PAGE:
From Marrakech, we took a three hour bus ride to the coastal town of Essaouira. A friend from law school who had lived in Rabat recommended it as the perfect counterpoint to Marrakech, and so we headed off for a few days.
The bus ride was reasonably uneventful. I took a Dramamine, which meant I was practically comatose for the majority of the ride. However, as the bus drew close to Essaouira, we were amazed to see goats perched up in argania trees along the side of the road. It was truly astonishing; I only wish I could have snapped a photo.
We arrived in Essaouira and were packed off to our serviceable riad in the northwestern part of the medina. We dropped our things off and headed to lunch at the charming restaurant Umia, just inside the sea walls.
After a lovely French-fusion lunch, we were prepared to go explore the town, starting with the medina skala. It was a clear, windy day - apparently the city is famous for its wind - and we were treated to the sound of crashing waves as we walked along the old fortifications.
Again, so many cats. But these looked somewhat better cared for than the ones in Marrakech. Perhaps it was the restorative sea air.
We had dinner at a funny little Italian restaurant because, well, why not?, and wandered home through the cool evening streets. In the morning, we woke up early so Daniel could check the surf.
There weren't a lot of surfers out, but there were a number of windsurfers. We watched a while (there were some spectacular wipeouts) and then headed to the port skala.
The port was busy with fishermen hauling in their nets and hawking their wares. It was also lousy with seabirds; I've never seen so many gulls in my life. Seeing all the birds kind of made my throat close up. I was also pretty sure I would end up with bird poop on my hair and/or clothes; Daniel let me borrow his hat as cover. Miraculously I made it unscathed.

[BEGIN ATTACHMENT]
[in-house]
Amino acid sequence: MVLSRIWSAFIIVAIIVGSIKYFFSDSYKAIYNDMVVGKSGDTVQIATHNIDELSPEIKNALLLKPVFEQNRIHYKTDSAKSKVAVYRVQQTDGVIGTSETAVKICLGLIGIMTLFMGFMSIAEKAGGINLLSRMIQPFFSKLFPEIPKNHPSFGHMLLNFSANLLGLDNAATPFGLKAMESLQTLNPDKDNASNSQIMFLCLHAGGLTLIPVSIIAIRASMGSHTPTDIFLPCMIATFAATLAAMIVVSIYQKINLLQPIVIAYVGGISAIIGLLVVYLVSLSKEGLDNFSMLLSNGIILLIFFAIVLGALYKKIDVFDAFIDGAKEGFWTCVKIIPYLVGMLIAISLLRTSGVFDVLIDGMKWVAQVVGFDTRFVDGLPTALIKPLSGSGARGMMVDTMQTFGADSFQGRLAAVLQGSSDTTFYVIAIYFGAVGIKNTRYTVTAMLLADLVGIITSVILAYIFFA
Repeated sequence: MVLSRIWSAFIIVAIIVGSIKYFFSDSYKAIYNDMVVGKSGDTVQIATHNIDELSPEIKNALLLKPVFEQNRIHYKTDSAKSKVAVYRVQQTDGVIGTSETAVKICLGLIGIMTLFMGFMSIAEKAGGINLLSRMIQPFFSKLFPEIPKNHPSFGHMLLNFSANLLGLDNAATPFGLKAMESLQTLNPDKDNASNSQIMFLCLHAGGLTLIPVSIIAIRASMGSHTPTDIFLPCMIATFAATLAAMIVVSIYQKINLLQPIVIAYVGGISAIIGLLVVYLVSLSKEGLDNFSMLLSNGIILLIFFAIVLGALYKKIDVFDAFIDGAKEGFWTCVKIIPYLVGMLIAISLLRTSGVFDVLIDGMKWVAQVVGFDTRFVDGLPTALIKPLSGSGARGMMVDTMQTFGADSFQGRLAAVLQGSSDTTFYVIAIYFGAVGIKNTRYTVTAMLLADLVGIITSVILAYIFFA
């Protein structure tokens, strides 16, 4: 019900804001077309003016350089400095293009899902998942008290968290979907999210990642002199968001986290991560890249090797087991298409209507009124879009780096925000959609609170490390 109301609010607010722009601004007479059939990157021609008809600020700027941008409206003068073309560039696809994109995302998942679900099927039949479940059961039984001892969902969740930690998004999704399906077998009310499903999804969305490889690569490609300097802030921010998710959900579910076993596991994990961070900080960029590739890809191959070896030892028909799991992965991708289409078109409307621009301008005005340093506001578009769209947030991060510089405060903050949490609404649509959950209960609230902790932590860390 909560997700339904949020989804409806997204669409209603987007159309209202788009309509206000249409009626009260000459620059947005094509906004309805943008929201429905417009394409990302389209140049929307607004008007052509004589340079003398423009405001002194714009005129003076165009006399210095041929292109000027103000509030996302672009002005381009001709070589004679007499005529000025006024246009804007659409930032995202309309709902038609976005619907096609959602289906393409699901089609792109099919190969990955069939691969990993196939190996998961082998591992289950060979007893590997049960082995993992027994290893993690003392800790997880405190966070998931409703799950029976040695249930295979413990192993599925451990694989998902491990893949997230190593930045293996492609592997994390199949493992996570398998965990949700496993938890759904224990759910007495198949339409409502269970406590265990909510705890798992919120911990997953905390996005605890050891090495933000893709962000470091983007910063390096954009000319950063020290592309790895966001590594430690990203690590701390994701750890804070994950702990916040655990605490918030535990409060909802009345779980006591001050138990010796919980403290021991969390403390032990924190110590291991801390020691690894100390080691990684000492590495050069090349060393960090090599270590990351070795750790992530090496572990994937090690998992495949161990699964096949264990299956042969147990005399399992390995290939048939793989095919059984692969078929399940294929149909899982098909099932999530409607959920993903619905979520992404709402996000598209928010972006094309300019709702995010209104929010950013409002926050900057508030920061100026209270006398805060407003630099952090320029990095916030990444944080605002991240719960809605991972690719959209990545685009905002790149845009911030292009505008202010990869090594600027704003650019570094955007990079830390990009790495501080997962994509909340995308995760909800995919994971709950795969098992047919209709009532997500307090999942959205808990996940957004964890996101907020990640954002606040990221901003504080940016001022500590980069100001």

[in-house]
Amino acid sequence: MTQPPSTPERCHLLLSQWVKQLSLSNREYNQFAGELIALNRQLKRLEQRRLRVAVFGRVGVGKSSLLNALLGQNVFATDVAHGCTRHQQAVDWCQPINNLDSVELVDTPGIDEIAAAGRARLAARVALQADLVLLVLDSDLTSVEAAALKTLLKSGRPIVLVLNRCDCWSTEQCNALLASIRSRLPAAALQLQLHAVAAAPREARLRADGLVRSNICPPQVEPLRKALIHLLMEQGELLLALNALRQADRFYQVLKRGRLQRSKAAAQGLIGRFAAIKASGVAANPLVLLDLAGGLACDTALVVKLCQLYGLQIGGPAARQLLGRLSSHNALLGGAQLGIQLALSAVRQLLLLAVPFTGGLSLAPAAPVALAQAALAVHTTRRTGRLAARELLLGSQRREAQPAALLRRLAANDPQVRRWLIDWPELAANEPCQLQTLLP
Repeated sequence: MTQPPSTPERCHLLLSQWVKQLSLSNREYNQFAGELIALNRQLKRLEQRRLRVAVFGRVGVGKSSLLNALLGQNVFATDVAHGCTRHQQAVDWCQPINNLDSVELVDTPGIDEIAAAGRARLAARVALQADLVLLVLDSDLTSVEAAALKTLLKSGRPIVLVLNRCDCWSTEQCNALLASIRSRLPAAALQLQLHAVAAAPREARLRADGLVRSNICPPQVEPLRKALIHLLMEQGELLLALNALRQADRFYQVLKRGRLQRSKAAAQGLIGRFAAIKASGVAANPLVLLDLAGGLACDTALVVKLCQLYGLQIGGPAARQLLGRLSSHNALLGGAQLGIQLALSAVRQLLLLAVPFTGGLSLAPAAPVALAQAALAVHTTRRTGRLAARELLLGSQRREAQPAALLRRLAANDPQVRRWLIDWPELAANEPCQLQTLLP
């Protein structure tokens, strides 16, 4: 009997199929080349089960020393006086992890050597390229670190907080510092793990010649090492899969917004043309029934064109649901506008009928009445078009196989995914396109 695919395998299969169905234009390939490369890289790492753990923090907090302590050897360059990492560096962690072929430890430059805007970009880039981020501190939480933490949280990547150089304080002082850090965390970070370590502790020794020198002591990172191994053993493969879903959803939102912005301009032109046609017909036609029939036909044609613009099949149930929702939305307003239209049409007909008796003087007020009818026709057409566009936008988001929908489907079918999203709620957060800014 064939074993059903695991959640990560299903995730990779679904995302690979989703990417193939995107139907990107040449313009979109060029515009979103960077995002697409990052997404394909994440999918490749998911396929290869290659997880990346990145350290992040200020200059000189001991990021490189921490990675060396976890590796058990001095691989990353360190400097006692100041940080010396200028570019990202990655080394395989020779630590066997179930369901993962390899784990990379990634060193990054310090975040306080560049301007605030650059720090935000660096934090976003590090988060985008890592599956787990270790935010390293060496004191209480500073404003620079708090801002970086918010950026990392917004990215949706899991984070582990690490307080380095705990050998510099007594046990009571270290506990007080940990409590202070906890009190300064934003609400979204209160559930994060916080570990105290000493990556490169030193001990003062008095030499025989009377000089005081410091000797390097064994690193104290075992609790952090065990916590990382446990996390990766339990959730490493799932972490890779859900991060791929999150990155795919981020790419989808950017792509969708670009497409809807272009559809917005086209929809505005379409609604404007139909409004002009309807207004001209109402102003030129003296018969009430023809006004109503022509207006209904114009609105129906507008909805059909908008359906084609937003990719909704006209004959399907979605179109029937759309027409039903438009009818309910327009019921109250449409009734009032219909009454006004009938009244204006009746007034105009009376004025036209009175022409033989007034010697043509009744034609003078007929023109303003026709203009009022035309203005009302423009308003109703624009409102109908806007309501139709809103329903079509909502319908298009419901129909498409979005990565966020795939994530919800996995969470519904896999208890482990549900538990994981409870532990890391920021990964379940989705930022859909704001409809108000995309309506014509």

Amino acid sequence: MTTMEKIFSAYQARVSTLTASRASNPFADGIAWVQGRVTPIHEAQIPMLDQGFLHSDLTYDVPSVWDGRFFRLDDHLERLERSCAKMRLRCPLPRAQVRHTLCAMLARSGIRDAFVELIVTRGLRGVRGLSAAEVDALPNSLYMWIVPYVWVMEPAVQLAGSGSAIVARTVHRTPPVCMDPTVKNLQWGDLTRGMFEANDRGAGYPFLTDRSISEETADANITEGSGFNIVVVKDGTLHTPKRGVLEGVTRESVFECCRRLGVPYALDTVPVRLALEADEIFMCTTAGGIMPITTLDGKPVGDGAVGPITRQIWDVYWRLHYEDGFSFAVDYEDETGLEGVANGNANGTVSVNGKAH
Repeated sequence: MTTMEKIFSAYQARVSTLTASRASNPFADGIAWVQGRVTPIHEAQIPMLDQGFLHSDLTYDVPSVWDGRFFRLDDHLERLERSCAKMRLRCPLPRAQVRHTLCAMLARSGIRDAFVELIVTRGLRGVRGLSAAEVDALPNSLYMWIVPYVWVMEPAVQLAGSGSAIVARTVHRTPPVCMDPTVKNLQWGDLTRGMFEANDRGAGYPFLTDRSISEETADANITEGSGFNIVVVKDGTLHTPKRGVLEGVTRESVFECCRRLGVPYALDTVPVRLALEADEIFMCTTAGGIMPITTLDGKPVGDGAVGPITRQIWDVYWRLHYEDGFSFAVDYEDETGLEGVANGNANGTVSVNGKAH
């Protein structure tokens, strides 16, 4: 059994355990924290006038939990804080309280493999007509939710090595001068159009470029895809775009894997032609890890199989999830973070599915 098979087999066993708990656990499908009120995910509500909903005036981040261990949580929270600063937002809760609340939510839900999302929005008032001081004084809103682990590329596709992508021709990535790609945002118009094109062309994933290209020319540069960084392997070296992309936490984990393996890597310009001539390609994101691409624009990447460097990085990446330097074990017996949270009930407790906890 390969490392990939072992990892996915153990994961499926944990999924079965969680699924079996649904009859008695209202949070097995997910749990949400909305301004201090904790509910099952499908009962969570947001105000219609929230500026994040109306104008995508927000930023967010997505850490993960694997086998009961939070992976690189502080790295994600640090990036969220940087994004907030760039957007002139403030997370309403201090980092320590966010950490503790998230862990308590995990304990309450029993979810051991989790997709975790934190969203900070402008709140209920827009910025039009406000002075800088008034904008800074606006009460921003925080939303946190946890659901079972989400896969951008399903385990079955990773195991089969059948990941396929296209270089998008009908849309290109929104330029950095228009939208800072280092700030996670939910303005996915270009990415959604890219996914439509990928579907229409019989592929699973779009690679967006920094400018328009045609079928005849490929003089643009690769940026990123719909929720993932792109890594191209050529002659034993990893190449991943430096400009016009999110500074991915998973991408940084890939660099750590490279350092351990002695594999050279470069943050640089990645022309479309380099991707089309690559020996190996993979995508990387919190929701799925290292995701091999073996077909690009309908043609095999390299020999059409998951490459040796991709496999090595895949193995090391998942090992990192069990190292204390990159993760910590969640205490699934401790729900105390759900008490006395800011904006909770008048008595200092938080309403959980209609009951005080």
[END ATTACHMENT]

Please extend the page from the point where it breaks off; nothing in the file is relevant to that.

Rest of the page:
It was very windy.
Because Essaouira was much quieter than Marrakech, exploring the markets was much easier and we spent a lot of time poking around the shops. I was particularly interested in the argan oil, which I hadn't realized was exclusively produced in the area around Essaouira, and housewares made of thuya wood.
On our last day, Daniel went surfing after breakfast and we met for lunch at the fish markets down by the harbor. There are a cluster of small restaurants that display the fresh fish of the day - you walk by, pick your fish and they cook it for you in a matter of minutes.
We ended up with grilled sardines, tiny shrimp in their shells, calamari, and a whole sea bass. It was absolutely fresh and the perfect way to wind down our trip to the coast.
After a week in Morocco, we had one final stop on our way back home: London.